The young brown dwarf mated on the playground. Astronomers have found evidence of a low-quality companion, a low-mass brown dwarf, or a giant planet, a member of the young star cluster Pleiades, which orbits around Rub 12. Artist’s impression of the Roque 12 binary system in the Pleiades group.
The Pleiades are an open star cluster in the constellation Taurus at a distance of 440 light years from Earth. Also known as the Seven Sisters and Messier 45, it includes more than 800 stars and dozens of free-floating brown dwarfs with an age of approximately 120 million years.
The combination of its inflation and youth makes its brown dwarfs cool down quickly and easy to spot. The brown dwarf stopped 12 for the first time in 1998 by the Dr. Uppsala Astronomical Observatory. He was seen by Leaf Festin.
Also known as NPL 36, BPL 172, and EPIC 211090981 in various lists, the spectral type of the object is M7.5 and Jupiter has a mass of 63 times. Now astronomer Alex Scholz of the University of St. Andrews and his colleagues report on the discovery of a deep and unique eclipse on Roke 12.
The incident was seen in 2002 with two telescopes at the Spanish German Astronomical Center in Calar Alto, Almería Province, Spain. It was 0.6 mag deep and lasted approximately 1.3 hours. “The best explanation for the eclipse is the presence of a companion in an eccentric orbit,” the astronomers said.
They discovered that the substellar object orbits Roque 12 in less than 70 days. It is possibly a mass between 10 and 42 Jupiter masses, and therefore it can be a massive planet or a brown dwarf. Dr. Scholz and his co-authors stated.
The roke12 system may be one of the few known eclipse gates in the brown dwarf domain, previously with high eccentricity and long duration. Such a system would be especially suitable for testing evolutionary models for specific objects. “We help encourage the astronomical community to search for the second eclipse of Roke 12.”
The team’s work will be submitted for publication in the Open Journal of Astrophysics.
Discovered the oldest brown dwarf in the Milky Way. British astronomers reporting in the Journal of Monthly Information from the Royal Astronomical Society (arXiv.org) have found two of the oldest brown dwarfs in our galaxy. It is a brown dwarf from an artist.
Brown dwarfs are star-shaped objects, but much less massive, and do not generate internal heat through nuclear fusion like stars. This brown dwarf simply cools and fades over time, and very old brown dwarfs become very good.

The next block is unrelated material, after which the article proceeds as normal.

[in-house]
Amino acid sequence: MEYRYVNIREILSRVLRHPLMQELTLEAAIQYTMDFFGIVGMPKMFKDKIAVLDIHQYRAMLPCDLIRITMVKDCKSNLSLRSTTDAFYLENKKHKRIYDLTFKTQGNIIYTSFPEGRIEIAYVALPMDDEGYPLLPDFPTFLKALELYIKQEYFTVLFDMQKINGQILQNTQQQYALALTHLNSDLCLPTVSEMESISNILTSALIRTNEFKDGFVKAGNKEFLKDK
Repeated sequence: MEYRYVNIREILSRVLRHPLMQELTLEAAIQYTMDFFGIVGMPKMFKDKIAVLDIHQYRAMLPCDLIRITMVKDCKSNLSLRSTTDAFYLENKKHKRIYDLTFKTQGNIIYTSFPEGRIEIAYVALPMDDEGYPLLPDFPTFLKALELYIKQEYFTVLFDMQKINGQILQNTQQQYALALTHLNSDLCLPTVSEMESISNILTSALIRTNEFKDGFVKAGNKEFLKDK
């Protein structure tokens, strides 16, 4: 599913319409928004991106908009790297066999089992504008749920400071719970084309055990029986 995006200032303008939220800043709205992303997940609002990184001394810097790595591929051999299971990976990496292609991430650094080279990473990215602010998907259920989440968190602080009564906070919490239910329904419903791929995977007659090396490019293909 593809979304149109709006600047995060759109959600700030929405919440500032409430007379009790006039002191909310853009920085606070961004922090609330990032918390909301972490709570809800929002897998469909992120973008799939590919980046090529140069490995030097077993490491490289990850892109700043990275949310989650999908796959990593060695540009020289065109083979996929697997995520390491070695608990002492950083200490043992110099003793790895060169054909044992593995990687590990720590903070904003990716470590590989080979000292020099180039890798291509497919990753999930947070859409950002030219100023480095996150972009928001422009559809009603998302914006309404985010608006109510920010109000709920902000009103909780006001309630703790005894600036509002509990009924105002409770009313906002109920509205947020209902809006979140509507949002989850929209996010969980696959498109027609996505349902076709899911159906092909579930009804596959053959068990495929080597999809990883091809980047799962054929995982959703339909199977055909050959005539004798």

Two new brown dwarfs, called WISE 0013 + 0634 and WISE 0833 + 0052, were identified in a survey conducted by NASA’s Wide Field Infrared Research Explorer. WISE 0013 + 0634 and WISE 0833 + 0052 are located in the constellations of Pisces and Hydra, respectively.
They move at speeds of 100-200 km per second, they are much faster than normal stars and other brown dwarfs, and are believed to have been 10 billion years ago when our galaxy was much smaller. Astronomers studied the infrared light emanating from these objects.
Which are unusual compared to typical slow brown dwarfs. The spectral signatures of its light reflect its ancient atmosphere, made almost entirely of hydrogen, with more abundant heavy elements found in young stars.
“Unlike other areas of life, the oldest members of the Galaxy move much faster than their younger population,” said author Dr. David Pinfield of the University of Hertfordshire. The stars near the Sun are made up of three overlapping populations: thin discs, thick discs, and haloes.
The thick disk is much older than the thin disk, and its stars move up and down at high speed. Both components of the disk are found within the aura that contains the remains of the galaxy’s first stars. Thin disk objects dominate the local disk, and thick disk and halo objects are much rarer.
About 97 percent of local stars are members of thin discs, while only 3 percent are thick disc or halo. Brown dwarf population figures probably follow those chains, suggesting that these fast-moving thick disk / halo objects are now only being discovered.
The thin disk of the Milky Way is believed to contain around 70 billion brown dwarfs, and the thick disks and halos occupy very large galactic volumes. Even a small local population represents a large number of ancient brown dwarfs in our galaxy.
“These two brown dwarfs can be the tip of an iceberg and are a difficult piece of astronomical archeology,” Dr. Pinfield concluded.